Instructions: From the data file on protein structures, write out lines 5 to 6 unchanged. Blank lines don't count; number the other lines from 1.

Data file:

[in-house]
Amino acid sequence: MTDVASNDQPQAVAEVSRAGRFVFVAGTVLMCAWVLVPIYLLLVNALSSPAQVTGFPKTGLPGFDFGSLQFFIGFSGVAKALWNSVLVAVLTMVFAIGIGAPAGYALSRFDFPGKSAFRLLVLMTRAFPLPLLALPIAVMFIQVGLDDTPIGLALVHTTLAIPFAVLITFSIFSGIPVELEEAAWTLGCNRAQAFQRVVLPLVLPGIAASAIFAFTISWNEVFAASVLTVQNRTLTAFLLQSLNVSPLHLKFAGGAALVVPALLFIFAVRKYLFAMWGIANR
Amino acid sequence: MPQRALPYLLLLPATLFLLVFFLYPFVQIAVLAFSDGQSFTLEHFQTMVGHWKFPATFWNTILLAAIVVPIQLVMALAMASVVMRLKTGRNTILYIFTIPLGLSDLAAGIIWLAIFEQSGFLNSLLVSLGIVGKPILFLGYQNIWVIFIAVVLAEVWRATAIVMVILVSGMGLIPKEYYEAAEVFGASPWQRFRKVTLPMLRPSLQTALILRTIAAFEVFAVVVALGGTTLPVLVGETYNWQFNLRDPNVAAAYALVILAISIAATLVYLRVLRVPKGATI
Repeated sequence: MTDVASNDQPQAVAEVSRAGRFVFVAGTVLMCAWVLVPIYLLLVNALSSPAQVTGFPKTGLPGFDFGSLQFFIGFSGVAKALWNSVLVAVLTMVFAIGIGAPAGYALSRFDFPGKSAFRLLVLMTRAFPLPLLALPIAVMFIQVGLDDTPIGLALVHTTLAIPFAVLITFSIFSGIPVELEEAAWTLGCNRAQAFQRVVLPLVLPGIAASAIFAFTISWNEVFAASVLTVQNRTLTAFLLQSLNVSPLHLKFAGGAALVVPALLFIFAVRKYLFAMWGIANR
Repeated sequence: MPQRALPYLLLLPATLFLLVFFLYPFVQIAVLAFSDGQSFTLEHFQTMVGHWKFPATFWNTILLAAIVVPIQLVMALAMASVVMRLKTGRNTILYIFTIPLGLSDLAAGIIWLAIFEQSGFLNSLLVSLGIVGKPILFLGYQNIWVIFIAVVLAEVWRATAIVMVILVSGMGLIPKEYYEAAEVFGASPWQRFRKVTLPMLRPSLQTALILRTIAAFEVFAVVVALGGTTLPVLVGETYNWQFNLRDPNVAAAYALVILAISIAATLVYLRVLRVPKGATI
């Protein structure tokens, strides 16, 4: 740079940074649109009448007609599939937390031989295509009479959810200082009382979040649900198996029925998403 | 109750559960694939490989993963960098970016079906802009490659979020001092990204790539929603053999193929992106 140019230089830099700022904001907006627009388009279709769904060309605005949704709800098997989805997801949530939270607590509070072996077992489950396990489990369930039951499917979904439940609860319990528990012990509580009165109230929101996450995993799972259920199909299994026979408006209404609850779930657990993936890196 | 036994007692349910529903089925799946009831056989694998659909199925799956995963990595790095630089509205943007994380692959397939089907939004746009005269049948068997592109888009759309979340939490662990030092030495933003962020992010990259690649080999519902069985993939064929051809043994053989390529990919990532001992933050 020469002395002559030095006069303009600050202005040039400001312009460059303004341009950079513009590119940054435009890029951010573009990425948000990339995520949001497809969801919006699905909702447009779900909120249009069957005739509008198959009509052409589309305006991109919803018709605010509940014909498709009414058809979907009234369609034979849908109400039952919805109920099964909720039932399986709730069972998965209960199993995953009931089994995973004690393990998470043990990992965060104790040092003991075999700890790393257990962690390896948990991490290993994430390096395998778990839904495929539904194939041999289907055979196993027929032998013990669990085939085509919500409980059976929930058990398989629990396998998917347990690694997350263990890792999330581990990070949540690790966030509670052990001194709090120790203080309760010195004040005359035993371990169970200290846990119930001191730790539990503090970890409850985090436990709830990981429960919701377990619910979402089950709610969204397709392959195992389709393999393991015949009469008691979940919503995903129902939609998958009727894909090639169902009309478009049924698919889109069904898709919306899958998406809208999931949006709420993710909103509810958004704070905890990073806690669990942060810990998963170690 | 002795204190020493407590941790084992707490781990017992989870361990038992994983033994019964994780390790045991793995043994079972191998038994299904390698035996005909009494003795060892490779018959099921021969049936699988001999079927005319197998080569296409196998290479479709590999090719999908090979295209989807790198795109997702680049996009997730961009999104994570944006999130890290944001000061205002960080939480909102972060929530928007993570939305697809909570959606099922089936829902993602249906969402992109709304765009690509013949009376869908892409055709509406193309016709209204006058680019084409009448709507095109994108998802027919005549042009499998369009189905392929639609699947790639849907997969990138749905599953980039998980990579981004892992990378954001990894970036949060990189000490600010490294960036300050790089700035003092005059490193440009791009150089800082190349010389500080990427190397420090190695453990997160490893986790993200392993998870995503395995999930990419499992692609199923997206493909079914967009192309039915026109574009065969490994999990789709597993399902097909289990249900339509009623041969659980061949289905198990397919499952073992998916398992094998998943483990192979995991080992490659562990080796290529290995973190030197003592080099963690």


Repeated sequence: MPQRALPYLLLLPATLFLLVFFLYPFVQIAVLAFSDGQSFTLEHFQTMVGHWKFPATFWNTILLAAIVVPIQLVMALAMASVVMRLKTGRNTILYIFTIPLGLSDLAAGIIWLAIFEQSGFLNSLLVSLGIVGKPILFLGYQNIWVIFIAVVLAEVWRATAIVMVILVSGMGLIPKEYYEAAEVFGASPWQRFRKVTLPMLRPSLQTALILRTIAAFEVFAVVVALGGTTLPVLVGETYNWQFNLRDPNVAAAYALVILAISIAATLVYLRVLRVPKGATI
């Protein structure tokens, strides 16, 4: 740079940074649109009448007609599939937390031989295509009479959810200082009382979040649900198996029925998403 | 109750559960694939490989993963960098970016079906802009490659979020001092990204790539929603053999193929992106 140019230089830099700022904001907006627009388009279709769904060309605005949704709800098997989805997801949530939270607590509070072996077992489950396990489990369930039951499917979904439940609860319990528990012990509580009165109230929101996450995993799972259920199909299994026979408006209404609850779930657990993936890196 | 036994007692349910529903089925799946009831056989694998659909199925799956995963990595790095630089509205943007994380692959397939089907939004746009005269049948068997592109888009759309979340939490662990030092030495933003962020992010990259690649080999519902069985993939064929051809043994053989390529990919990532001992933050 020469002395002559030095006069303009600050202005040039400001312009460059303004341009950079513009590119940054435009890029951010573009990425948000990339995520949001497809969801919006699905909702447009779900909120249009069957005739509008198959009509052409589309305006991109919803018709605010509940014909498709009414058809979907009234369609034979849908109400039952919805109920099964909720039932399986709730069972998965209960199993995953009931089994995973004690393990998470043990990992965060104790040092003991075999700890790393257990962690390896948990991490290993994430390096395998778990839904495929539904194939041999289907055979196993027929032998013990669990085939085509919500409980059976929930058990398989629990396998998917347990690694997350263990890792999330581990990070949540690790966030509670052990001194709090120790203080309760010195004040005359035993371990169970200290846990119930001191730790539990503090970890409850985090436990709830990981429960919701377990619910979402089950709610969204397709392959195992389709393999393991015949009469008691979940919503995903129902939609998958009727894909090639169902009309478009049924698919889109069904898709919306899958998406809208999931949006709420993710909103509810958004704070905890990073806690669990942060810990998963170690 | 002795204190020493407590941790084992707490781990017992989870361990038992994983033994019964994780390790045991793995043994079972191998038994299904390698035996005909009494003795060892490779018959099921021969049936699988001999079927005319197998080569296409196998290479479709590999090719999908090979295209989807790198795109997702680049996009997730961009999104994570944006999130890290944001000061205002960080939480909102972060929530928007993570939305697809909570959606099922089936829902993602249906969402992109709304765009690509013949009376869908892409055709509406193309016709209204006058680019084409009448709507095109994108998802027919005549042009499998369009189905392929639609699947790639849907997969990138749905599953980039998980990579981004892992990378954001990894970036949060990189000490600010490294960036300050790089700035003092005059490193440009791009150089800082190349010389500080990427190397420090190695453990997160490893986790993200392993998870995503395995999930990419499992692609199923997206493909079914967009192309039915026109574009065969490994999990789709597993399902097909289990249900339509009623041969659980061949289905198990397919499952073992998916398992094998998943483990192979995991080992490659562990080796290529290995973190030197003592080099963690």